And then when the pandemic hit and shut the NBA down, Jatae, who had already moved out on her own, came home. So now we have all four children at home, three grown, and the one that's saying why are y'all back cause this is my house. So now everybody's under one roof.
An East Texas family is not happy about the 'brand changing' of a popular pancake syrup: Aunt Jemima. The iconic Aunt Jemima has long standing ties with the city of Hawkins, and a goodwill ambassador named 'Lillian Richard.'
In just about any other year, Juneteenth, the holiday celebrating the day in 1865 that all enslaved black people learned they had been freed from bondage, would be marked by African American families across the nation with a cookout, a parade or a community festival.
Today, as yet another shocking killing of an African American roils the country, bringing a wave of pulled down statues and the removal of names of historical figures who repressed or oppressed other people, South Carolina leaders appears to be sitting out this movement so far.
"They would often refer to the upper seats as the buzzard's roost or the peanut gallery because those were often the least cared for sections of the theater to begin with at the time," Professor Damon Fordham said.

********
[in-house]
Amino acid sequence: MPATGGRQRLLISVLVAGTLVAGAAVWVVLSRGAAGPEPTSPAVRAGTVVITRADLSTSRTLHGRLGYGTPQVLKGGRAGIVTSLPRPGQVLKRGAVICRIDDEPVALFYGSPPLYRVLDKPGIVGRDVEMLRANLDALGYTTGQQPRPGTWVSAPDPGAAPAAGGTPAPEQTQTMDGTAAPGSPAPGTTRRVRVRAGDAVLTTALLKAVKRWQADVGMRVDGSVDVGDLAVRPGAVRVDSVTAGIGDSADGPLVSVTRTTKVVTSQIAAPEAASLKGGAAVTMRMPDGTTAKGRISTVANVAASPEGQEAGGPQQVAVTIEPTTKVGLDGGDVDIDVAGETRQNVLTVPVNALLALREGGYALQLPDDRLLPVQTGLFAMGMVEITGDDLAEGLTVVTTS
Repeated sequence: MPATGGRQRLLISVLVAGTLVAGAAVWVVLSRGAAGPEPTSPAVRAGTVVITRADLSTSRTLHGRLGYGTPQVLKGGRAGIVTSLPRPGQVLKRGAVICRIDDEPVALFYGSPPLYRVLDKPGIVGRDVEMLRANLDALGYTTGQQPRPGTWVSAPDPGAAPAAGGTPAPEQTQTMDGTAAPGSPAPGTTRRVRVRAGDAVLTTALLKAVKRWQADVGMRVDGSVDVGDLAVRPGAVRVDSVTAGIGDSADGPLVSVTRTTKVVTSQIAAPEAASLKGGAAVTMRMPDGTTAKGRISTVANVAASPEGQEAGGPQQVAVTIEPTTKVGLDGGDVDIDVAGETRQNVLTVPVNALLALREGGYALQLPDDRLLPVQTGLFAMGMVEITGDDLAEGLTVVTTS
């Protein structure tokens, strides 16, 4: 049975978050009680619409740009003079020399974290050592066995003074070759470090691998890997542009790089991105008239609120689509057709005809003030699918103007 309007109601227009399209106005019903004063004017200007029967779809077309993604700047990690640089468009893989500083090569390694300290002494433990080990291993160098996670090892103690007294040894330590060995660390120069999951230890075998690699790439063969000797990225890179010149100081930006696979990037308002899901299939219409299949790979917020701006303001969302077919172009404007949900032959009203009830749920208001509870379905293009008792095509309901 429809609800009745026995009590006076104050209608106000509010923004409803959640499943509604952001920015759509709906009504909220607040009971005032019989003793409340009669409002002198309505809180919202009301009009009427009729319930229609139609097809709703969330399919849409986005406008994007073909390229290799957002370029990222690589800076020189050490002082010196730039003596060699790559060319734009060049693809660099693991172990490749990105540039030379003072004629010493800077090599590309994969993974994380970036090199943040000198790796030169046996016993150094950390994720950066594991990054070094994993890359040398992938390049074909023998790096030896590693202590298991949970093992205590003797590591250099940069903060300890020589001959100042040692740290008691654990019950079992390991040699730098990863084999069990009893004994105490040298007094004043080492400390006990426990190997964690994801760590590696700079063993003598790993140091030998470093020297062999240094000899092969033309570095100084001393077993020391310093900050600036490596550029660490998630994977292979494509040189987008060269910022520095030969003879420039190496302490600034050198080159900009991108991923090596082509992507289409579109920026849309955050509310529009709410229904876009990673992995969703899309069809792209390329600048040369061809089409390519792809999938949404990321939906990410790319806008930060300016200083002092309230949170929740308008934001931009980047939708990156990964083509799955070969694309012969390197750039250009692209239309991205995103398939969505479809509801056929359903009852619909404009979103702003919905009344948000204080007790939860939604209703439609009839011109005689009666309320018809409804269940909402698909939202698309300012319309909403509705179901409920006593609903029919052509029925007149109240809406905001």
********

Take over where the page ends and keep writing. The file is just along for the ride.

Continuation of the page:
Black History Month first began as Negro History Week in 1926 by Dr. Carter G. Woodson. Woodson wanted schools and communities all over the nation to learn about the accomplishments of African Americans and celebrate their contributions to society.
Although President Abraham Lincoln's Emancipation Proclamation had been signed for more than two years, there was no one to enforce the executive order throughout the slave states until the Union soldiers arrived.
February is Black History Month, and cadets at The Citadel say they're trying to bridge the historical gap between Emancipation and the Inauguration. "You get a true understanding where we come from that's
Tucked away in a Summerville home and nearly forgotten, audio tapes of Civil Rights leader, Dr. Martin Luther King Jr. have been discovered. They are a forty minute recording of a speech Dr. King gave in Charleston in the summer of 1967.